Laziness is one of the seven deadly sins. At one time or another, we have all felt lazy. But what, exactly, does laziness even mean?
The classic conception of a lazy person is someone who sits around all day, doing nothing. But even a “lazy” person is doing something, right? They are not in a vegetative state.
For as example, let’s pretend that the lazy person in question sits around all day playing video games. They contribute nothing, just hours and hours of Xbox.
But isn’t that video game play, in itself, something they are working quite hard at? They are advancing in the game, learning playing techniques, maybe even reading about cheat codes or Easter eggs. A decent amount of time and effort might go in to learning how to play. Can that really be considered lazy?
Related: Listen to an episode of the Intellectual Roundtable Podcast, where Lee and Michael discuss this question: ‘What is the value of inefficiency?’ We discuss another question as well, ‘How can we encourage debate?’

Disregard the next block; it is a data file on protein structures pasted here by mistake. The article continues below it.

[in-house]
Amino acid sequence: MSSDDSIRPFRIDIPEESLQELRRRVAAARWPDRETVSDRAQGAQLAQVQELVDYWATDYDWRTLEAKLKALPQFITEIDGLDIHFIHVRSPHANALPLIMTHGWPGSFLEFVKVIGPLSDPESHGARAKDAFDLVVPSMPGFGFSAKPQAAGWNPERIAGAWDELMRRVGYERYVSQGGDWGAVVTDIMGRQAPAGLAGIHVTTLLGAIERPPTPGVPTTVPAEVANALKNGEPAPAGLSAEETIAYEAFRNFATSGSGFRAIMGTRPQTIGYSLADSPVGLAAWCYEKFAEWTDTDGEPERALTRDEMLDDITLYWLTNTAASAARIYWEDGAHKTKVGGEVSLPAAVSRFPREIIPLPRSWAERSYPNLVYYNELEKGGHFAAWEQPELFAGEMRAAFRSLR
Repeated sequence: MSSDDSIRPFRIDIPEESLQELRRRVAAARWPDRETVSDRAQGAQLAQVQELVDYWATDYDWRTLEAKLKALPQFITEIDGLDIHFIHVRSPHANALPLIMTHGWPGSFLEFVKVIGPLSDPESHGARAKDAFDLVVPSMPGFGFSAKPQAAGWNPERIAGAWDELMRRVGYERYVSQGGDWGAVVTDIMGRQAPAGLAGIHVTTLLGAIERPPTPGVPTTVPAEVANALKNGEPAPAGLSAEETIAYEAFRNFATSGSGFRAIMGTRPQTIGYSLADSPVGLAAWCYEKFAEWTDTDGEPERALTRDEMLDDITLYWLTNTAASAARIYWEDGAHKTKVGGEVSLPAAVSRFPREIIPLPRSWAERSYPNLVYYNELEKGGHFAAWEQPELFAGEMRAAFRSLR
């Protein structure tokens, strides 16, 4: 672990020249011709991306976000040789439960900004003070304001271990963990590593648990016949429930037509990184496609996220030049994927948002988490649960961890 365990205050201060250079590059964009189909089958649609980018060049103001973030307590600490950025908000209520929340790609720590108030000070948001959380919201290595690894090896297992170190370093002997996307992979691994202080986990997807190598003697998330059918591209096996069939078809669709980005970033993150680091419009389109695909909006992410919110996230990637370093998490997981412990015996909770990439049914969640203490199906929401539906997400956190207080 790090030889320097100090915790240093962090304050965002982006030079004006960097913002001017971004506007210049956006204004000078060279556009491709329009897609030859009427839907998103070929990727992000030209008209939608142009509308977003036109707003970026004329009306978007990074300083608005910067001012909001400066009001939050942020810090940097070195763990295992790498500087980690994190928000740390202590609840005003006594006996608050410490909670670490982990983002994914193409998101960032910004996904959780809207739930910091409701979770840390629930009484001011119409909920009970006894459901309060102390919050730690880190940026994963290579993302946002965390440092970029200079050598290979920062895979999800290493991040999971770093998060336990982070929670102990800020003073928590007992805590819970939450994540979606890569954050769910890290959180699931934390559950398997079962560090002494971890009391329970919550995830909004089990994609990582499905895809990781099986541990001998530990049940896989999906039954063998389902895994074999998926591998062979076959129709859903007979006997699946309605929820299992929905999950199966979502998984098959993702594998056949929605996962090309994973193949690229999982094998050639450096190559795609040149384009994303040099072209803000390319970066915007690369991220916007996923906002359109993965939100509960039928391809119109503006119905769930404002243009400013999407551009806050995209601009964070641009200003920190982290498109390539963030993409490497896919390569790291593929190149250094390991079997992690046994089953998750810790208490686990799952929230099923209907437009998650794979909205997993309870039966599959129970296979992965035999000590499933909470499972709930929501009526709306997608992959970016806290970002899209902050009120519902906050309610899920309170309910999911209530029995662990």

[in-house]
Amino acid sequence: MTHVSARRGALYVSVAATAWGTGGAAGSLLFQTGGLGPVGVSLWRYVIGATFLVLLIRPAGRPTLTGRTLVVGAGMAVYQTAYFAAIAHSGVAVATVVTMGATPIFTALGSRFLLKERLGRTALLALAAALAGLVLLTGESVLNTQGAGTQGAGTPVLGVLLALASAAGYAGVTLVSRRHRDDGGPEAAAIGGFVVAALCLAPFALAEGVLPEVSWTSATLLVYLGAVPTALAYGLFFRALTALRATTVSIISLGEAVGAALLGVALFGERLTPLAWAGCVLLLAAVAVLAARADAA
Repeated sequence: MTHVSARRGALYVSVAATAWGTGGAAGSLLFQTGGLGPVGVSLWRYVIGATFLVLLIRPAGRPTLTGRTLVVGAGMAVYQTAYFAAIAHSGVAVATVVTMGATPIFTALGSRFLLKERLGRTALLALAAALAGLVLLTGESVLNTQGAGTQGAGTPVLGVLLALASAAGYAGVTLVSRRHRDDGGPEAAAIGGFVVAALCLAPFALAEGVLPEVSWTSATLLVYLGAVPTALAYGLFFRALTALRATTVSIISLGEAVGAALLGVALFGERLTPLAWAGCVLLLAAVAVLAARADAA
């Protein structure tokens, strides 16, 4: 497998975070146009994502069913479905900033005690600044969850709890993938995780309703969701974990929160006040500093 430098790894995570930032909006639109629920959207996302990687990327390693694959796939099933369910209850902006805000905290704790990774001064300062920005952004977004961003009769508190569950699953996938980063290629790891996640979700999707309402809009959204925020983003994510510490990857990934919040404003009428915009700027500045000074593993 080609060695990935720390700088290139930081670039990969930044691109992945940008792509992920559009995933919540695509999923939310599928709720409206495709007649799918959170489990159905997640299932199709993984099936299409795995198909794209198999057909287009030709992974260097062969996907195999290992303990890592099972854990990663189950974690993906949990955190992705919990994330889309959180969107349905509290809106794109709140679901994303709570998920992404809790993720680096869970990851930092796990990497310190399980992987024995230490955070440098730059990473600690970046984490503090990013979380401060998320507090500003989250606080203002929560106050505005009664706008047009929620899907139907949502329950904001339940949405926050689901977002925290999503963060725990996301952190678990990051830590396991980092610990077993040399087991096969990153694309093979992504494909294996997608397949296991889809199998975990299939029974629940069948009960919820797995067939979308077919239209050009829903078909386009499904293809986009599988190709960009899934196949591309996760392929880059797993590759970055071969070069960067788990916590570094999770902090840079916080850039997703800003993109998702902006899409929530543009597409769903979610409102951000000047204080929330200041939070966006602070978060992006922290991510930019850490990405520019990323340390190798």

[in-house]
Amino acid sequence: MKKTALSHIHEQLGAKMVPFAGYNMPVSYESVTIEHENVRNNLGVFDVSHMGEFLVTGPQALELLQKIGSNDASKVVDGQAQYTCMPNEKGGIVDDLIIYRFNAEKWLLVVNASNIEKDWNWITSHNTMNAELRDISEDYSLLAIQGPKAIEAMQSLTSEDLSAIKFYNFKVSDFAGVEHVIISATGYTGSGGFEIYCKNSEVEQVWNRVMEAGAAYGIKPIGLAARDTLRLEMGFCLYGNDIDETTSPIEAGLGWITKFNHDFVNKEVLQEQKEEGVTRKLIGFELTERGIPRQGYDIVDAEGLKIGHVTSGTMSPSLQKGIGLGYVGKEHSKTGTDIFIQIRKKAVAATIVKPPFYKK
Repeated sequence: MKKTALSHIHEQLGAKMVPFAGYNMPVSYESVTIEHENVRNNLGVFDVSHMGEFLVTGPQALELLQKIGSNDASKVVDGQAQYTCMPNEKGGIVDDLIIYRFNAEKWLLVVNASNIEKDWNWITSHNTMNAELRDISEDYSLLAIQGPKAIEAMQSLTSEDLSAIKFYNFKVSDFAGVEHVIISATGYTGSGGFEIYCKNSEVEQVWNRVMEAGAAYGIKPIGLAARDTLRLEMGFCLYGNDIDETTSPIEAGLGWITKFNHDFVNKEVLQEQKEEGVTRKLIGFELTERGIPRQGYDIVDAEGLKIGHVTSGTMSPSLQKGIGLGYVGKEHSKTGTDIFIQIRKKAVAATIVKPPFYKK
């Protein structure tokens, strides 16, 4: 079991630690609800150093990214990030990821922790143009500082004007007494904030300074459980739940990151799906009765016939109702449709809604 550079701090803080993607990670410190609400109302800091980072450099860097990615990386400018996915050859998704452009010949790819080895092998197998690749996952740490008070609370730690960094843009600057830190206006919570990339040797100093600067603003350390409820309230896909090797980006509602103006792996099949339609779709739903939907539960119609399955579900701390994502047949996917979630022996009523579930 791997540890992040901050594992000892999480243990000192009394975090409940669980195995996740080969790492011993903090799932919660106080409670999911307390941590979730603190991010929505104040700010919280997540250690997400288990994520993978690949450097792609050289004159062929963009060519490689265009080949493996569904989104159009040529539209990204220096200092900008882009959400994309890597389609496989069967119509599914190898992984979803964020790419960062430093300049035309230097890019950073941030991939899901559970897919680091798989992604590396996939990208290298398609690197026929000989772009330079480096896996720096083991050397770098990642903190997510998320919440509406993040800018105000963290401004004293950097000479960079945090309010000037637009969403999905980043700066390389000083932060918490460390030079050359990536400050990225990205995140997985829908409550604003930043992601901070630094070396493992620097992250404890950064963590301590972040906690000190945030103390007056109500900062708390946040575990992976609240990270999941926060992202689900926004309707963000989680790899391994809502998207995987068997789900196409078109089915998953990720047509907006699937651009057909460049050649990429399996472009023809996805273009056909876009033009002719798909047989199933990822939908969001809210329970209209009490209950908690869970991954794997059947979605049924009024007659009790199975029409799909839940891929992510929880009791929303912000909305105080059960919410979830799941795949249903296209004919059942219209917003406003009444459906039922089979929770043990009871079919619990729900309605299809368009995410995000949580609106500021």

Admittedly, playing video games doesn’t really improve life in any way. Or does it? There are people who upload videos of themselves playing video games to YouTube, and make hundreds of thousands, or even millions of dollars in doing so. Are they lazy?
The difference there may be one person is earning a paycheck, and the other is not. Is laziness tied to money? One person doing something is lazy, someone else doing the exact same thing for pay is not lazy? Does that make any sense?
It may be that our classical definition of “lazy” merely means “disinterested”. Perhaps someone who is late for work, doesn’t try very hard, makes a lot of easily-fixed mistakes, is simply not interested in doing that job. That same person might be totally invested in playing video games, or managing their fantasy football team, or even working at a more engaging job.
In that case, a different definition of “laziness” may be in order. Can you think of one?